Ryan L. Fox
Quarterback Tom Brady was the 199th pick overall in the 2000 NF L Draft, taken in the 6th round by the New England Patriots. After riding the bench during his rookie year, he was thrust into the starting role during a Week 2 match-up against the New York Jets after starting QB Drew Bledsoe was knocked out of the game due to injury. Since then, Brady would go onto having a career that would encompass 6 championships, over 70,000 yards passing, over 530 TD passes thrown, multiple All-Pro and MVP awards, and be considered the greatest quarterback in NFL history.
But then on May 17, 2020, there was a big announcement that shook the sporting world. That after 20 years playing for the New England Patriots, 20 years playing up in Foxborough, Massachusetts, 20 years of playing under the Flying Elvis that the man who was synonymous with “Greatness” and “Championships” and considered an ageless icon in Bostonian sports history would play in a different uniform for the 2020 NFL Season.
Yup, you read that right folks. Tom Brady is no longer a member of the New England Patriots.
There’s a lot to consider when you look over the course of 20 years of the Tom Brady Era in New England. You can pretty much break up his Patriots career into 3 distinctive parts.
First there is the beginning part, stretching from 2000 to 2006. The humble begins of one TB12.
During this time, No. 12 was not the driving force that he was today. There were no seasons where he threw for 30+ touchdown passes, no MVPs or First Team All-Pro accolades, and he only broke 4,000 yards passing just once during that entire span (4,110 yards in 2005). He was merely a quarterback who did his best to help manage the offense while the defense and special team units did the bulk of the work.
Although he was a part of the early goings of the Patriots Dynasty, winning 3 Super Bowls during that span, people mostly remember that it was on the foot of then Patriots kicker Adam Vinatieri that brought home 2 of those championships while the defense bewildered their opponent in the 3rd Super Bowl (Super Bowl XLIX back in the 2004-05 NFL Season).
But then as the vaunted Patriots defense started to age out, you saw glimpses of potential greatness within Brady. After a changing in offensive coordinators (from Charlie Weis to Josh McDaniels in 2005), Brady started to emerge as a potential elite quarterback. Pats fans saw this especially back in 2006 where Brady carried an offense with no-name receivers (i.e. Jaber Gaffney, Reche Cadwell, Doug Gabriel) all the way to the AFC Championship game, only to fall a hair short to the eventual Super Bowl Champions that year the Indianapolis Colts.
Next you have the middle part, stretching from 2007-2013. This was when the Tom Brady that we know started to explode onto the scene.
The 2007 season was Brady’s ‘Coming Out’ party. After the Patriots traded for receivers such as future Hall of Famer Randy Moss and Wes Welker, you saw a boom in the play of Tom Brady. He not only set the record for most passing touchdowns in a single season (at the time) with 50, Brady threw single digit interceptions (8) for the first time in his career, had a QB rating of over 100 (117.2, which has not been matched ever since). He was the engine behind a juggernaut offense that set various offensive records that year and made a run at perfection, only to fall flat on his face in Super Bowl XLII against the New York Giants.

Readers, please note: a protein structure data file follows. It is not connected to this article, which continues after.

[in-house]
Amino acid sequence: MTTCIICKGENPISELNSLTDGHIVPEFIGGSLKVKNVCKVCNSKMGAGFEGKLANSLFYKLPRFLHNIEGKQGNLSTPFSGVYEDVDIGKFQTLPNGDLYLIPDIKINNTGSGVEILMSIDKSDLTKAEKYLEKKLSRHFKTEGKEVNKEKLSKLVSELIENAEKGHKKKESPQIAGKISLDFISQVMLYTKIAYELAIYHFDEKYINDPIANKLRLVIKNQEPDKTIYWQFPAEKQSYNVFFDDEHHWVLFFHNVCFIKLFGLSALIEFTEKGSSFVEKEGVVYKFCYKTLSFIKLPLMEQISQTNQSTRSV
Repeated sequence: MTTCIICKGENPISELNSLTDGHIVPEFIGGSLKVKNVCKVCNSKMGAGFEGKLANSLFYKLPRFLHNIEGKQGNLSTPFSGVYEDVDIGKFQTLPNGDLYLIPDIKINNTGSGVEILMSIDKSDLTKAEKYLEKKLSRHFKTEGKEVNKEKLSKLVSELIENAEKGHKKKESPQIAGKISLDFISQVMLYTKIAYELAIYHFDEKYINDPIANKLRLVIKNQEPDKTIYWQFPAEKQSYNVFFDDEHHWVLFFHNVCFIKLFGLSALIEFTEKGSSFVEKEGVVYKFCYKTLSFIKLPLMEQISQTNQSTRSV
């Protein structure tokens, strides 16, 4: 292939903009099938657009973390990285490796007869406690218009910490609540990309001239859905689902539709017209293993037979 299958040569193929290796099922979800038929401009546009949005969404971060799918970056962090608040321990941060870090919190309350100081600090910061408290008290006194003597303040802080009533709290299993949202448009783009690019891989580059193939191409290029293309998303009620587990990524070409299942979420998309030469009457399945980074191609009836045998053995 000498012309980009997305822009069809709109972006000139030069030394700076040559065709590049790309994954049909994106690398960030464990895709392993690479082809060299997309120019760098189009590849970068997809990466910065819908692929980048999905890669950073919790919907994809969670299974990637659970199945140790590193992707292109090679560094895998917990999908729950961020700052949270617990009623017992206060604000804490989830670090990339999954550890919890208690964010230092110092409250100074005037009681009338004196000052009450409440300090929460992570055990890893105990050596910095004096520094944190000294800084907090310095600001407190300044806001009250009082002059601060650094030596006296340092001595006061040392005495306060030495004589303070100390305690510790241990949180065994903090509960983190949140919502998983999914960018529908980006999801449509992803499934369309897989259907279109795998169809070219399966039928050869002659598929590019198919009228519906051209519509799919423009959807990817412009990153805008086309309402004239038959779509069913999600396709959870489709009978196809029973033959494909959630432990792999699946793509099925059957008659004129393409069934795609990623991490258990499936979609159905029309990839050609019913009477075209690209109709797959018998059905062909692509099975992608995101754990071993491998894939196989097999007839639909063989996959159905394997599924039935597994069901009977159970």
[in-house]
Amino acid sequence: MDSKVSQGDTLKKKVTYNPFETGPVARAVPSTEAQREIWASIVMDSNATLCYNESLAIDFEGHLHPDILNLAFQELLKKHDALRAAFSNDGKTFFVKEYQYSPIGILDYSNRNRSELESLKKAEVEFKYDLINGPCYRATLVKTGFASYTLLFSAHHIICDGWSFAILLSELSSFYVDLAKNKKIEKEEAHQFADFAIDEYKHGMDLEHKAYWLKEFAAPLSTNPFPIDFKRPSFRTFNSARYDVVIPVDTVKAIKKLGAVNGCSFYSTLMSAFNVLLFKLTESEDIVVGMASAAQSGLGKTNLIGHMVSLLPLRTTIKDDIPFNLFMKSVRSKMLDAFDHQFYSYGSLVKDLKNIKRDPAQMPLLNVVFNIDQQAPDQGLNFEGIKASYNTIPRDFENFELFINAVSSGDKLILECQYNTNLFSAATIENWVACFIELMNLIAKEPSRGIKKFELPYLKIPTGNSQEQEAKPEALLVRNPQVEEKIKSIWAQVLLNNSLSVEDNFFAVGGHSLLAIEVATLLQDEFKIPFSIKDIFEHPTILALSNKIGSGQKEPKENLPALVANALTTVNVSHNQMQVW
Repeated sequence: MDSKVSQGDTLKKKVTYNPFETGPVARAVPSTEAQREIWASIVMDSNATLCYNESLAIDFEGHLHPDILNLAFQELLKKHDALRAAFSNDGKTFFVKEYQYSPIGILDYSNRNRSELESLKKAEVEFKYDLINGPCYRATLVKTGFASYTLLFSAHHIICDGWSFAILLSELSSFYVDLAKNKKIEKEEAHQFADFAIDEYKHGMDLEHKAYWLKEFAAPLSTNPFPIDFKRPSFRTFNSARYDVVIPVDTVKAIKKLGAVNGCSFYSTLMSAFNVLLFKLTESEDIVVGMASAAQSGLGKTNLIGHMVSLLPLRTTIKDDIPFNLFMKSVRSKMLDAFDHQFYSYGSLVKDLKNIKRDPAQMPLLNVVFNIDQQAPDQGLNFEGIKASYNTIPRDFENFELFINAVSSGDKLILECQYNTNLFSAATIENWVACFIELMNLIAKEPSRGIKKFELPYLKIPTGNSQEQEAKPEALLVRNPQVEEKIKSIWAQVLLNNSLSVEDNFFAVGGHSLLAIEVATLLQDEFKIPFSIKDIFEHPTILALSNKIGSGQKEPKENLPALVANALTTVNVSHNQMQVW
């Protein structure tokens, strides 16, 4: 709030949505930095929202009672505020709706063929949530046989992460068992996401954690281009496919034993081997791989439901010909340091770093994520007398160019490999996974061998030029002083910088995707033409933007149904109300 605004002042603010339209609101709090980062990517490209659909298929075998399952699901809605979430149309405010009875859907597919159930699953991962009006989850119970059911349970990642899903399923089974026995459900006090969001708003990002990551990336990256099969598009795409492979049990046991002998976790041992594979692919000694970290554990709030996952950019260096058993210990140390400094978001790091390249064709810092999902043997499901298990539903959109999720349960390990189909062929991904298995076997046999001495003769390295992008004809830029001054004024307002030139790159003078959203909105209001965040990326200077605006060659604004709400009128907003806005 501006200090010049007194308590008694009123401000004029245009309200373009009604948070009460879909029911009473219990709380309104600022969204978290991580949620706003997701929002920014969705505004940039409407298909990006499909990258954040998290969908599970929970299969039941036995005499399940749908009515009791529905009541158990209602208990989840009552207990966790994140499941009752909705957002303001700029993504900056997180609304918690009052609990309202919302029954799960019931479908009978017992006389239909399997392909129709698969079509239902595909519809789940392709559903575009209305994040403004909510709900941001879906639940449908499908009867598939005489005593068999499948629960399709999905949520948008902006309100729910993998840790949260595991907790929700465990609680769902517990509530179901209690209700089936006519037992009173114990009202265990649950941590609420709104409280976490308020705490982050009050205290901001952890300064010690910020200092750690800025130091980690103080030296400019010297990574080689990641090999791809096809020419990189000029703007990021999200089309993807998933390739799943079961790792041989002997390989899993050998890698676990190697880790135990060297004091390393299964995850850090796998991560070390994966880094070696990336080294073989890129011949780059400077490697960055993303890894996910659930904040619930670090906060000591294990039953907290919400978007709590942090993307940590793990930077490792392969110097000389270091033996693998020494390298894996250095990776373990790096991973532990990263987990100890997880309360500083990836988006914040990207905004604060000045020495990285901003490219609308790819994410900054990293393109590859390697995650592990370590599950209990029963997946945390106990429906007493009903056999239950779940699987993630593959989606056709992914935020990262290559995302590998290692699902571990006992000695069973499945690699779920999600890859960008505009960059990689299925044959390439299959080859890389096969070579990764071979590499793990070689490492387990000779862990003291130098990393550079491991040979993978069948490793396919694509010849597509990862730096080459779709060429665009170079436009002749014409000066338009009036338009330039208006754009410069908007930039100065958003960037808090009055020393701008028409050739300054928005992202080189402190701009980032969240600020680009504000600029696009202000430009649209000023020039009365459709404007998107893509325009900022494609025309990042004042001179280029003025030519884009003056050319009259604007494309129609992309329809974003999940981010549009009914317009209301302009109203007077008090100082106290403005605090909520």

But it was also during this time that Brady suffered his worst injury of his NFL career in a torn ACL he suffered in a Week 1 match-up against the Kansas City Chiefs that ended his 2008 season. He then saw backup QB Matt Cassell able to lead the team to an 11-5 record, barely missing the playoffs. This then lead up to the belief that Tom Brady was more or less a product of the Patriots offense, a cry that many of his doubters (as well as Patriots critics) used.
He was able to make a rebound back in the 2009 season, throwing for 4,000+ yards, 25+ touchdowns, getting voted to the Pro Bowl, and winning the NFL Comeback Player of the Year for that season. Unfortunately, the Patriots ended up getting shellacked in the playoffs by the Baltimore Ravens. This would be a trend during this time for Brady. He would end up putting up the numbers, win various awards, but would ultimately fall short of the ultimate goal of winning a Super Bowl. This led to the discussions that Brady was starting to get up there in age and the possibility of the Patriots moving on from him started to creep into conversations.
Then you have the ending part, stretching from 2014-2019. The part that is still fresh in the minds of everybody that the younger generation of Patriots fans are familiar with.
The part where Brady proved that he could still play at an elite level despite commentators saying he was washed up. The part that saw Brady get suspended for 4 games in 2016 for ‘DeflateGate and still lead his team to the Super Bowl. The part where he led arguably the greatest comeback in Super Bowl history, overcoming a 28-3 deficit to win in overtime and cement himself in Bostonian sports lore. The part where despite surviving an up-and-down season in 2018, to go into Arrowhead Stadium, knock off the AFC #1 Seed Kansas City Chiefs, and then lead his team to their 6th championship, cementing his place as one of the game’s greatest winners of all-time and the greatest quarterback of all-time.